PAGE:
I’ve spent a week with the
Yahoo! Music Unlimited subscription music service
and much as it may distress those loyal to the iTunes Music Store, I have to say that it’s a keeper. Yeah, yeah, I know. Steve Jobs says that we want to own our music rather than rent it, but Steve, you didn’t also add “unless, of course, you can rent it for the amount of money you pull from the cracks of the couch each month.”
Hang on a sec, before you start in, let me acknowledge that I’m aware that:
- You can’t play Yahoo’s music on the iPod unless you buy it, burn it to CD, re-rip it in iTunes, and then transfer it to the iPod.
- The service won’t work with Macs.
- Once you stop paying Yahoo, you lose access to your subscribed music.
- Yahoo doesn’t carry the broad variety of music available from the iTunes Music Store.
- Yahoo’s current pricing is a loss leader—they’re likely to jack up the price at any time.
To which I reply:
I don’t care.
And the reason I don’t care is because Yahoo! Music Unlimited and the iTunes Music Store satisfy different needs. Having both in my music arsenal makes my enjoyment of music more complete. For me the two services’ strengths break out this way:
iTunes Music Store
If I plan to buy music, I’ll do so from the iTunes Music Store because it’s easier to put my purchased music on the best portable music player around—the iPod.
When you’ve paid Apple for music, you own it—it’s not going anywhere simply because you failed to pay a monthly fee to keep it alive.
Although I have a late-model Windows PC, I prefer the Mac. The iTunes Music Store works with both computer platforms whereas Yahoo works with Windows only.
Yahoo needs to fill out its catalog. Currently it carries no classical music, nor is an audiobook anywhere to be found. iTunes has the better selection by far.
It couldn’t be much easier to find the music you want on the iTunes Music Store. The home page is packed with information that’s well organized as is each genre page. And once you’ve established an account, it’s a breeze to buy music.
The iTunes Music Store is a mature service that offers such welcome extras as gift certificates, allowances, music videos, movie trailers, user mixes, celebrity playlists, radio charts, and a nice selection of exclusives. Yahoo has a long way to go in this regard.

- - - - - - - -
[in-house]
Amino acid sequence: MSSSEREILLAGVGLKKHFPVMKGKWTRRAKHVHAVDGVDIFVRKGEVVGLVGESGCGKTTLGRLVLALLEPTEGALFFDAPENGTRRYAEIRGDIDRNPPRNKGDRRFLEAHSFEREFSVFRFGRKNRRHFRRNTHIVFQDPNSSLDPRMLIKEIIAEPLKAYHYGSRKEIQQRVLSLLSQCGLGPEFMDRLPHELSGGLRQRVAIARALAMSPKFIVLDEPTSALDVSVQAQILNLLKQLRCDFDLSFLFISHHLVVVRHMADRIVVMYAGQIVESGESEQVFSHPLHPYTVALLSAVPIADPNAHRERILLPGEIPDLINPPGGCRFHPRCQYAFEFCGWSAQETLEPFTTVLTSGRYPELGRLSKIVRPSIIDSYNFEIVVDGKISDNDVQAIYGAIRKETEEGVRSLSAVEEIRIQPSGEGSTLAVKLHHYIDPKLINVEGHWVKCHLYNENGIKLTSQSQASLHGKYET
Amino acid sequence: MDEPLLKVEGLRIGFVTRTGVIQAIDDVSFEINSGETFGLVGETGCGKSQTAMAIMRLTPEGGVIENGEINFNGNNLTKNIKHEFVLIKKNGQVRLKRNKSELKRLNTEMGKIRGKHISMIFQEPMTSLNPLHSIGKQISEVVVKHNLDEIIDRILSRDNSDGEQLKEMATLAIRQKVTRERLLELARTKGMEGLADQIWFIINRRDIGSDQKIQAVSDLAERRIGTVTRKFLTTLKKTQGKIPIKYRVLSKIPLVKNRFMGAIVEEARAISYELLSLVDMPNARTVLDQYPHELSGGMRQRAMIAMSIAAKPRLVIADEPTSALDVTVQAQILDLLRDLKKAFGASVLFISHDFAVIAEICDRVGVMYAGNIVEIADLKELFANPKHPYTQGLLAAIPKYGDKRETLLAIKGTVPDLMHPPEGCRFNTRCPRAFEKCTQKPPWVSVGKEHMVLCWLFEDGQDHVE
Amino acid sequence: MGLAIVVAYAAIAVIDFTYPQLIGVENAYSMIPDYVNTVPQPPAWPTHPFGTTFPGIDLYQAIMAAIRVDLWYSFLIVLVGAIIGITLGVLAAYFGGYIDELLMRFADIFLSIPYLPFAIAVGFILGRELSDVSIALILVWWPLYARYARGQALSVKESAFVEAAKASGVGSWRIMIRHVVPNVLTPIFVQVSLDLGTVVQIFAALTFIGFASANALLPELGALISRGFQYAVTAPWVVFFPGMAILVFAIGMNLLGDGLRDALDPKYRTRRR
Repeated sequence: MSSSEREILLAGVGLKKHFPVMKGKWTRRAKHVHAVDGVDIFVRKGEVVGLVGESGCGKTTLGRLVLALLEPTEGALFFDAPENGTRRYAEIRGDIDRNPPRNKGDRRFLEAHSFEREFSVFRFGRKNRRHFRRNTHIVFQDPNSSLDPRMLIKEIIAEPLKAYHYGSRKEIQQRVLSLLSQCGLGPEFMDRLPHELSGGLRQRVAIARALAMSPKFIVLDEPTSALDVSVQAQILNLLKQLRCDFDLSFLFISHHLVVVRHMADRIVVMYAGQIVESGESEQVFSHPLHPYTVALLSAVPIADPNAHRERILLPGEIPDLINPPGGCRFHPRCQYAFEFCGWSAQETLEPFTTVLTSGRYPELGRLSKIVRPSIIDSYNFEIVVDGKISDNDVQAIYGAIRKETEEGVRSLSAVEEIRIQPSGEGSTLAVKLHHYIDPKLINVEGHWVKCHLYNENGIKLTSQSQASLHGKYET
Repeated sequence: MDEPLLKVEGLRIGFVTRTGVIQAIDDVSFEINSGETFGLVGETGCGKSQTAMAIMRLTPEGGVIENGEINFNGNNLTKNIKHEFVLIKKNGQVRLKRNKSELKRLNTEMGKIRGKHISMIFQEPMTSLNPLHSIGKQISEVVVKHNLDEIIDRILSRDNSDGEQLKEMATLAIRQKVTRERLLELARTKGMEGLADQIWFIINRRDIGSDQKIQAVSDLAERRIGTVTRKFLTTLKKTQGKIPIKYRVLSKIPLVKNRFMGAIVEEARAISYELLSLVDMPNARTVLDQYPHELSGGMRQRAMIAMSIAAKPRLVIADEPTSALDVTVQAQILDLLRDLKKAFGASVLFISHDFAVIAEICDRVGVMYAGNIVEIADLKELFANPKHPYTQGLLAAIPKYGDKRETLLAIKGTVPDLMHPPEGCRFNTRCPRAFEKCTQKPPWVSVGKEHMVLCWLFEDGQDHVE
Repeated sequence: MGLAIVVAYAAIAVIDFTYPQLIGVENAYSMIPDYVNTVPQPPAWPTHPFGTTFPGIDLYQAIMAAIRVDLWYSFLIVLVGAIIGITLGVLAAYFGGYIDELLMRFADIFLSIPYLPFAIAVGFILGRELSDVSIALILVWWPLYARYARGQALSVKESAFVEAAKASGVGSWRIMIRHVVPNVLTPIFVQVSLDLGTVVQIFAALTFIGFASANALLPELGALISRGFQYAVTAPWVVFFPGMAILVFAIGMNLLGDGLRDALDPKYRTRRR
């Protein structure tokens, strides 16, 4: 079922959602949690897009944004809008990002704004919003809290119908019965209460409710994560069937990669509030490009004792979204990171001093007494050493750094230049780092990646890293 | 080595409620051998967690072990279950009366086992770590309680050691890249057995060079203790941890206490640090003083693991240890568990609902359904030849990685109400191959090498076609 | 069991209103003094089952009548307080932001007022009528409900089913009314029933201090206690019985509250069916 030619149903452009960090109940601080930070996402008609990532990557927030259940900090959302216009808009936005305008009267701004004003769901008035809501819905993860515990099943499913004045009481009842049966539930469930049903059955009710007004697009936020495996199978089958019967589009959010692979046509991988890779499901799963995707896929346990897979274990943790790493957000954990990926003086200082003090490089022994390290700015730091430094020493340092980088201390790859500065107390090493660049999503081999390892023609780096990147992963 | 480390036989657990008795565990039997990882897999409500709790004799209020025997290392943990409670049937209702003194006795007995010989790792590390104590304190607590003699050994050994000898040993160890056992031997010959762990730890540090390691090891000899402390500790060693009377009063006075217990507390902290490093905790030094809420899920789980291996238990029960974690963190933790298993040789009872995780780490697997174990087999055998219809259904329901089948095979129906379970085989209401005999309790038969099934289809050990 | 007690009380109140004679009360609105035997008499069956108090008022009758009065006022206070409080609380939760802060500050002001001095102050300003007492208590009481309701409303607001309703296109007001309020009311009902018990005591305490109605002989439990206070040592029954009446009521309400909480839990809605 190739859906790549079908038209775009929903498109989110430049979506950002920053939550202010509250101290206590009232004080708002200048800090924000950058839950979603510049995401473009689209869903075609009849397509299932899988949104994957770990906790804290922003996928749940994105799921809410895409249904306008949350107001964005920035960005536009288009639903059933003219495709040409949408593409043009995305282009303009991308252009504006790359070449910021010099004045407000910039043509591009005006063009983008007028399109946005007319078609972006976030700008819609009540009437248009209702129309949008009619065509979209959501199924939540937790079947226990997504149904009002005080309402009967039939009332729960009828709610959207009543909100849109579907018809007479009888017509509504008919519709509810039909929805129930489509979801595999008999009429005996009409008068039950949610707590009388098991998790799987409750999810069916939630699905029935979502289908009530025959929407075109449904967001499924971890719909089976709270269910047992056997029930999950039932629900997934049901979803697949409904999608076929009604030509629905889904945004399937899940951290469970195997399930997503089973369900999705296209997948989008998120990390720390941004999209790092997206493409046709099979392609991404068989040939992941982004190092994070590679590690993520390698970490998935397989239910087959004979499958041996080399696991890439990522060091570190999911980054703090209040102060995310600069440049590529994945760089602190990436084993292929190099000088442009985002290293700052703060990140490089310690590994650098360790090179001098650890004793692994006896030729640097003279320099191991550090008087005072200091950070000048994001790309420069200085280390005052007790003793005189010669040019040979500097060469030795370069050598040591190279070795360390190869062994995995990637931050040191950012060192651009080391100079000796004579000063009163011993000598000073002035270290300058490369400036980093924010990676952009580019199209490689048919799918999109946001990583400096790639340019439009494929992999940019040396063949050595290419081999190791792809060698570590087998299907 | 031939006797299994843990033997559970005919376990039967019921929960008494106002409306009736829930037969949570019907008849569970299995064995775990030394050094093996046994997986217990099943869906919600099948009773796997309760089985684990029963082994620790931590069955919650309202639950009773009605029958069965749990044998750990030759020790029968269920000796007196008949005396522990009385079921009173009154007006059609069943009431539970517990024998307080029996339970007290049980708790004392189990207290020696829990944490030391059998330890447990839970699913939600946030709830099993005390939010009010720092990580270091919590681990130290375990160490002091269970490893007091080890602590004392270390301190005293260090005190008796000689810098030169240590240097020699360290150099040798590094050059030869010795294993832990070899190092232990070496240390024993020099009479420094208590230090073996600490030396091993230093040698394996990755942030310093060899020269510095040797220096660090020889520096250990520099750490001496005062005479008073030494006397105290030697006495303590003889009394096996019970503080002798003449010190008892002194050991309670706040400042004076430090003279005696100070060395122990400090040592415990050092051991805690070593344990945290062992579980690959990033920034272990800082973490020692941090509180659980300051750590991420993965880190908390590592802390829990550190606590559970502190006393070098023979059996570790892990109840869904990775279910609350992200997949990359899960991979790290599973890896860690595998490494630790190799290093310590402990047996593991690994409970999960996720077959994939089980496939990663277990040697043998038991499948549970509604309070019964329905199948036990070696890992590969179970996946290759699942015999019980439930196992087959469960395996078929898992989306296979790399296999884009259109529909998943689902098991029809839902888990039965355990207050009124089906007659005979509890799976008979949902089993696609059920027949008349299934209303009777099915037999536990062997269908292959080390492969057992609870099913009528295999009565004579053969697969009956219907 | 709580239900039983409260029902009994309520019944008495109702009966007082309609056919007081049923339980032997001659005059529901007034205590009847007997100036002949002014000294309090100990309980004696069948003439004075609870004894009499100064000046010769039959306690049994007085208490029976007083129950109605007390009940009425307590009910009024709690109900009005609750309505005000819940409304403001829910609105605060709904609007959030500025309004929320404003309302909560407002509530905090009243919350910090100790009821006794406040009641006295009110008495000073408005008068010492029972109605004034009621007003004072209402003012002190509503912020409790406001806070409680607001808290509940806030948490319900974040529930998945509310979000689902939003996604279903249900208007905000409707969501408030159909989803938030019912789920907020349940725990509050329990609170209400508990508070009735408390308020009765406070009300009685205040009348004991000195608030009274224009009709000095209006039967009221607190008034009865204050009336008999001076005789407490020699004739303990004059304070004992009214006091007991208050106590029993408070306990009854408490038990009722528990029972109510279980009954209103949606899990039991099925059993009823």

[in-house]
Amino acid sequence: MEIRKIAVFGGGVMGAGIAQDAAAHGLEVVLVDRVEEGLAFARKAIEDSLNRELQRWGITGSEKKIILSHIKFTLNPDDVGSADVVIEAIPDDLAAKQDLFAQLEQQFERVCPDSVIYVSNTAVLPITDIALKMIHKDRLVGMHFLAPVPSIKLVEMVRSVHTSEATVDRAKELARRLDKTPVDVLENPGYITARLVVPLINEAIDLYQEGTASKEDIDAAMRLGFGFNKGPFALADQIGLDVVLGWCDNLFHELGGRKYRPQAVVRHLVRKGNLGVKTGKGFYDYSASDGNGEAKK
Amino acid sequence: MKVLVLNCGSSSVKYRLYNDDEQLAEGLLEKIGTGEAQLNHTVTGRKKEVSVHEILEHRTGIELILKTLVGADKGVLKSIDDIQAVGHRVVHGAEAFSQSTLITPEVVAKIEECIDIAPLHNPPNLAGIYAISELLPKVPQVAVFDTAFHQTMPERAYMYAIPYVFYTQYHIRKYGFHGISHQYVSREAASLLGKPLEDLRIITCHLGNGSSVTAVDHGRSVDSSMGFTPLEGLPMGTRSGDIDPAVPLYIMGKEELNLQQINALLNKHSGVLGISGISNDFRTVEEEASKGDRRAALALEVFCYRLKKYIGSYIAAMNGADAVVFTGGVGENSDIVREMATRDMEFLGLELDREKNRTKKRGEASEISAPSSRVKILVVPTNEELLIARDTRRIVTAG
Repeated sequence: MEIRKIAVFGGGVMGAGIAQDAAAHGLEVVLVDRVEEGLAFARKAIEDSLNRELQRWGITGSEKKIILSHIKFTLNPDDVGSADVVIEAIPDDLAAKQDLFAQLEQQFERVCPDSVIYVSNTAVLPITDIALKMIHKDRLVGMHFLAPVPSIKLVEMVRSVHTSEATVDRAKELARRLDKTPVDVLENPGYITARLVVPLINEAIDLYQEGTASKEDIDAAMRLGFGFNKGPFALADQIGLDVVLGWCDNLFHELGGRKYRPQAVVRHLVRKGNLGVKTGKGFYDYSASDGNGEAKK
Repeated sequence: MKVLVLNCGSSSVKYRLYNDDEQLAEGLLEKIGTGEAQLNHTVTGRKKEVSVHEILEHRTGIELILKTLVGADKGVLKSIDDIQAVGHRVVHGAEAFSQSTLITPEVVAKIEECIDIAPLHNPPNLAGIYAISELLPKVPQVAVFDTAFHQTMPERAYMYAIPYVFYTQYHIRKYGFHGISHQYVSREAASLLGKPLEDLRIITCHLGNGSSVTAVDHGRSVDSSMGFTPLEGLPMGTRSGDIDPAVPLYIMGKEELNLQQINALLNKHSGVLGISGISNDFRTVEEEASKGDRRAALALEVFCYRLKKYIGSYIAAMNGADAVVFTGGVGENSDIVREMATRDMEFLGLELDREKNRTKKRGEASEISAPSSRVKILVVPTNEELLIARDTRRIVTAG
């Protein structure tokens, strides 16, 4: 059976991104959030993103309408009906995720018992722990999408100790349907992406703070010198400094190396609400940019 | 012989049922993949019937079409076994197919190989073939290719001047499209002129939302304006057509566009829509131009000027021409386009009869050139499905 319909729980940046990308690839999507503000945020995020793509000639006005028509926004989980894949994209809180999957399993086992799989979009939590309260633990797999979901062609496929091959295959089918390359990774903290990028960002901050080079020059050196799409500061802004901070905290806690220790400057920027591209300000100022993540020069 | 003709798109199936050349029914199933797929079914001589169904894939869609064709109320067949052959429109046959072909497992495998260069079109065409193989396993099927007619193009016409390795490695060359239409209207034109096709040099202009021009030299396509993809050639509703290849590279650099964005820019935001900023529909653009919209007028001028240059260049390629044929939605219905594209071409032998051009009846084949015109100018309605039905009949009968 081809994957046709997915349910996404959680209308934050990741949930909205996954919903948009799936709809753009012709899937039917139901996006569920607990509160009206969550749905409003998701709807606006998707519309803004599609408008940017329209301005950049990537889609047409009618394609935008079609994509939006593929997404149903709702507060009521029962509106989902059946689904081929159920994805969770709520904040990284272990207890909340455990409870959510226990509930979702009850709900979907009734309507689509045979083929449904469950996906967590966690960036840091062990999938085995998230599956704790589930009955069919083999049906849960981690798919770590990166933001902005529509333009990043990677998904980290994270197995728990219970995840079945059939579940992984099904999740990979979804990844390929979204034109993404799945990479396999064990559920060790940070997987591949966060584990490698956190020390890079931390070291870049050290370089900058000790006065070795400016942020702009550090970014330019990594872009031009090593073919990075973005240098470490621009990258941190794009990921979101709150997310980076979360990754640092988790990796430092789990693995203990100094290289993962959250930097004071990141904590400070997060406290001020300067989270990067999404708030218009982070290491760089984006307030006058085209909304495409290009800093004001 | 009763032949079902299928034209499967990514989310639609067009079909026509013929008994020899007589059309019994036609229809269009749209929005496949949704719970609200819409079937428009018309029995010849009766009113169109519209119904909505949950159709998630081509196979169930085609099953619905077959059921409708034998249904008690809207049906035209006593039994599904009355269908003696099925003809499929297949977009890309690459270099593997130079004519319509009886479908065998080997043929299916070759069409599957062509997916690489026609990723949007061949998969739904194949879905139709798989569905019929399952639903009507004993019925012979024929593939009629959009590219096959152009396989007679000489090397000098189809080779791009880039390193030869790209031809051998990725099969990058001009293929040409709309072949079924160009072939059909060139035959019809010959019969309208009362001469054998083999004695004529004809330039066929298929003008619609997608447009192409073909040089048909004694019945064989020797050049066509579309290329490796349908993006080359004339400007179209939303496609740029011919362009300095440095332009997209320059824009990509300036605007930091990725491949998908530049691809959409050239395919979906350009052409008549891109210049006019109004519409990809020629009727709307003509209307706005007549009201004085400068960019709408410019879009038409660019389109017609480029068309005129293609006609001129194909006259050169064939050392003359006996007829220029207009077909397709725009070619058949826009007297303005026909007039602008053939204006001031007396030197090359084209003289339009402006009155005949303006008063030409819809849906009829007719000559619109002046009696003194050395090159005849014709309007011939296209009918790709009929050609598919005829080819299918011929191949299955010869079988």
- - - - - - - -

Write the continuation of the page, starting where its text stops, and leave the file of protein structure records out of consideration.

Yahoo! Music Unlimited
If you’re a musical explorer—the kind of person who rifles through the racks at used CD and record stores—a subscription service makes sense. You can listen to a lot of new music—complete songs rather than 30 second snippets—for very little money. The service nicely links music so it’s easy to discover music you’ll like.
Yahoo has a large community of users and the service is built in such a way that it’s easy to share music and recommendations with others.
If you’re sitting in front of your PC and get a sudden hankering to listen to John Coltrane, you can do it without spending a nickel more than what you pay for your subscription each month.
Yahoo and Apple’s “radio” are completely different beasts. iTunes streams selected stations from the Internet at varying bit-rates (most of them at lower bit-rates). These stations aren’t always on. Yahoo! offers something more akin to satellite radio—where you hear music streamed from the service’s library that fits a particular genre; jazz or urban, for example. By entering your artist preferences, Yahoo will create a personalized “station” that features music you’re likely to enjoy—including artists you’ve specifically requested as well as related artists chosen by the service. Yahoo’s choices aren’t spot-on, but you may be surprised at how much of the material you do like.
Yes, Yahoo will pump up the price in the future, but I’ve signed up for a year’s subscription at $5 a month. For the next year I get a lot of the music I want for next to nothing. If I’m not happy with the prices a year from now, adios, Yahoo!
What this tells me
Would I like to see all these goodies rolled into a single service? You bet! Am I suggesting that the iTunes Music Store jump to a subscription-only model? Hell no. Now that I understand the appeal of a cheap subscription service, I would, however, like to see Apple add subscriptions as an enhancement to its current services. Those who like the current model can continue to purchase albums and tracks as they always have. Those who’d like to pitch in an extra amount of cash each month or year to access all the music The Store has to offer, could do so. (Heck, while you’re at it, offer those same subscription customers downloads at a higher bit-rate.)
When Apple first unveiled the iTunes Music Store, Steve Jobs made a compelling case that subscription models of the time made little sense. Yahoo! Music Unlimited has convinced me that times have changed.